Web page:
During its Jan. 7 meeting, the Goliad County Groundwater Conservation District board of trustees discussed the potential lawsuit, which would be filed in the Fifth Circuit Court of Appeals in New Orleans. Blackburn filed a similar suit against the Texas Commission on Environmental Quality in Travis County District Court after TCEQ granted UEC an aquifer exemption.
GCGCD President Art Dohmann confirmed Blackburn’s potential lawsuit at the Jan. 7 meeting.
“A request has been made, as I understand it, that the groundwater district consider signing on as an affected party, a participant in the suit,” Dohmann said. “There has been no contact from the attorney’s office. It will be up to us to contact an attorney regardless of what the situation would be. They have not solicited us and will not. I want to make that clear.”
Dohmann said the GCGCD would have to initiate contact with Blackburn to be a participant in the lawsuit. At the Jan. 7 meeting, the GCGCD board unanimously approved a motion to contact Blackburn to gain more information on the potential lawsuit.
“I think we owe it to the public to find what it’s all about,” Dohmann said.
Blackburn, who has represented the GCGCD in the past, notified the Advance-Guard on Thursday that he wasn’t sure who would be the plaintiffs in the suit.
“The citizens are raising a bit of money and I will (be) donating the rest of my time,” Blackburn said in an email to the Advance-Guard. “I will know more early next week.”
On Dec. 5, UEC announced that the EPA granted the aquifer exemption, which was the the final permit necessary to begin its Goliad in-situ mining project over a 1,421-acre area in the northeast part of the county.
UEC Chief Operating Officer Harry Anthony released a statement to the Advance-Guard after learning of the pending lawsuit.
“Our Goliad project is fully licensed and permitted for production and the company is moving forward towards operations here later this year,” Anthony said.
“For years, landowners in Goliad have been denied their private property rights and the ability to use their land as they see fit. Taxpayers in Goliad County have spent over $600,000 in this effort.”
During public comment at the Jan. 7 meeting, Goliad County resident John Caldwell urged the GCGCD to continue its battle with UEC.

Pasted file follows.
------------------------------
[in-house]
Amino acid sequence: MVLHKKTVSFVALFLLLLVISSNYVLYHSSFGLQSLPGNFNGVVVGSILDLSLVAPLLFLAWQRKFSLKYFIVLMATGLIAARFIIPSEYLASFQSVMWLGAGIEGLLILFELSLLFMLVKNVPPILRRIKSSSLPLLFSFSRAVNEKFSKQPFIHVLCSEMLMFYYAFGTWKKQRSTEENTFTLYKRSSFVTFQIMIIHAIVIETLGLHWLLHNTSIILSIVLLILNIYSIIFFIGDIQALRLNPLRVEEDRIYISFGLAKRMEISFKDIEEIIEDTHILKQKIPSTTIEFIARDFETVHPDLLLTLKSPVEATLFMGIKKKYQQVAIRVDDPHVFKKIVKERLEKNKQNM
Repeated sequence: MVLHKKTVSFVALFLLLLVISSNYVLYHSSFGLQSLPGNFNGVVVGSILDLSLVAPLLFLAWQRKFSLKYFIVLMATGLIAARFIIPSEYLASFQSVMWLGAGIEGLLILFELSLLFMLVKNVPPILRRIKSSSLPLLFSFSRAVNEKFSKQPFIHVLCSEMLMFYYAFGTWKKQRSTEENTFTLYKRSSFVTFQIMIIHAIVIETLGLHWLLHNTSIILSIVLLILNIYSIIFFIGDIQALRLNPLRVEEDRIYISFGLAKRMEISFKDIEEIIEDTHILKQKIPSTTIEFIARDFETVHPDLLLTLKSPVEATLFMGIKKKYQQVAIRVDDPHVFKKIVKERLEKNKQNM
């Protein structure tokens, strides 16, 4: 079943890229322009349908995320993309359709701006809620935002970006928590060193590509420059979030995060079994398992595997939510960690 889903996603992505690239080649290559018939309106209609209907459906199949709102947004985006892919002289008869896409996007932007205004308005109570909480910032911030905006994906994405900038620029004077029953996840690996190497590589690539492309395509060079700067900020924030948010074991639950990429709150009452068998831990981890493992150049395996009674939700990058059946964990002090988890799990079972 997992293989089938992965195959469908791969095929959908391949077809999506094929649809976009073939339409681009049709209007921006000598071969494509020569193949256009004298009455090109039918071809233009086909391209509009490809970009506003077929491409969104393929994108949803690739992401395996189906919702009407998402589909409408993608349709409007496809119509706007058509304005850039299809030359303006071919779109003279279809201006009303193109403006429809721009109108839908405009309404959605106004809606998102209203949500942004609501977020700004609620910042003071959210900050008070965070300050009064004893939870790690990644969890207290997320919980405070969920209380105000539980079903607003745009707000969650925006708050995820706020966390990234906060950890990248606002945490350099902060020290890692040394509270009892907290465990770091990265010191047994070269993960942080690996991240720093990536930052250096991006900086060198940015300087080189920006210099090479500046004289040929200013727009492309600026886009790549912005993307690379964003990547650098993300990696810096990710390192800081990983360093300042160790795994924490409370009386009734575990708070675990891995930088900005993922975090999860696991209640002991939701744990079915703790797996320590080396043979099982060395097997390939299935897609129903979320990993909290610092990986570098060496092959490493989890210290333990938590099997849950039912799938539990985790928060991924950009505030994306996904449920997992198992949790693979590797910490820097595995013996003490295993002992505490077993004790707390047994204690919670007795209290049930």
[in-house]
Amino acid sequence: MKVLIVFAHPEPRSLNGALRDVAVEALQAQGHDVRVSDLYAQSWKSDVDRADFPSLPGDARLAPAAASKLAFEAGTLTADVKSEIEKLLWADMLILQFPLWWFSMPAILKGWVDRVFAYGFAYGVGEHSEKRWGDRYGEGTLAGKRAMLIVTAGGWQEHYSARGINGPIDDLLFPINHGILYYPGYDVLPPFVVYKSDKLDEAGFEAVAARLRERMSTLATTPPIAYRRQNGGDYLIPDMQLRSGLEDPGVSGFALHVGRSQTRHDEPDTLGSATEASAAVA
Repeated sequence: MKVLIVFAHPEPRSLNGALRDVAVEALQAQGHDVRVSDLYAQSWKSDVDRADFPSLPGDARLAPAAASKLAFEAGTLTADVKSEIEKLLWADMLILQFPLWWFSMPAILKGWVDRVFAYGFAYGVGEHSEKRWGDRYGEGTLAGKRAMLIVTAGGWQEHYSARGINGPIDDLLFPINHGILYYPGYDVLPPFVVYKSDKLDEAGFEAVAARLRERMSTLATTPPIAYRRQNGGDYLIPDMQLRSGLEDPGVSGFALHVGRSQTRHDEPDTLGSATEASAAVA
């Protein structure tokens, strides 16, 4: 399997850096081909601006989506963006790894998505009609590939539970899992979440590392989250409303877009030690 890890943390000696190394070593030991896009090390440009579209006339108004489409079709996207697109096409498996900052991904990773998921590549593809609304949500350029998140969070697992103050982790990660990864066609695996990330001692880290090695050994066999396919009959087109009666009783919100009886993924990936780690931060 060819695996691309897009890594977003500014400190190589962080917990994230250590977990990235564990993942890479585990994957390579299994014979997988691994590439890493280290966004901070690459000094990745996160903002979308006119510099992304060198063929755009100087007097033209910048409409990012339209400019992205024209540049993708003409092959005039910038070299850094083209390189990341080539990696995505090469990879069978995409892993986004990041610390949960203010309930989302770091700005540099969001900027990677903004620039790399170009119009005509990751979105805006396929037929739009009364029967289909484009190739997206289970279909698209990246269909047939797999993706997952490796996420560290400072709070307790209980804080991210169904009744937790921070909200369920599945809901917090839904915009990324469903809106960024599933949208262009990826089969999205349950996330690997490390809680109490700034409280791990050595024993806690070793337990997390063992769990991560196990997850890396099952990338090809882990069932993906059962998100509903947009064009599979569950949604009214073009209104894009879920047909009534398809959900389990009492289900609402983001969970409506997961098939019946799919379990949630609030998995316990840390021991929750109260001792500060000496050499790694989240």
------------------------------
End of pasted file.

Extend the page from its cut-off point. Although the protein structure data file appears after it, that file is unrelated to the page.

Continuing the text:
“My wife and I, along with a lot of other citizens, have made substantial cash contributions to continue the fight to keep my water pure,” Caldwell said. “I hope that the groundwater district will do what they can to continue this fight.”
GCGCD Secretary/Treasurer Barbara Smith said at the Jan. 7 meeting that she has received comments from the public favoring the GCGCD participate in the lawsuit.
She listed Pat Calhoun of the Goliad County Farm Bureau and Goliad County Commissioner for Precinct 4 Ted Long among the several individuals urging the GCGCD to pursue the lawsuit.
Dohmann said the plaintiffs in the lawsuit will be “anyone who wishes to sign on.”
Anthony said UEC has passed all the permitting processes and assured the in-situ mining would not harm the county’s groundwater.
“Our proposal has been technically and exhaustively reviewed and approved by the Obama Environmental Protection Agency and the Perry Texas Commission on Environmental Quality,” Anthony said.
“Both agencies have concluded that uranium is a safe, viable and clean energy source and this project poses no danger to local groundwater. In over 30 years of operations in Texas, there has never been a documented case of groundwater contamination cause by in-situ uranium mining. UEC’s plan for uranium production in Goliad County means local jobs, local economic development and increased taxable valuation for the region.”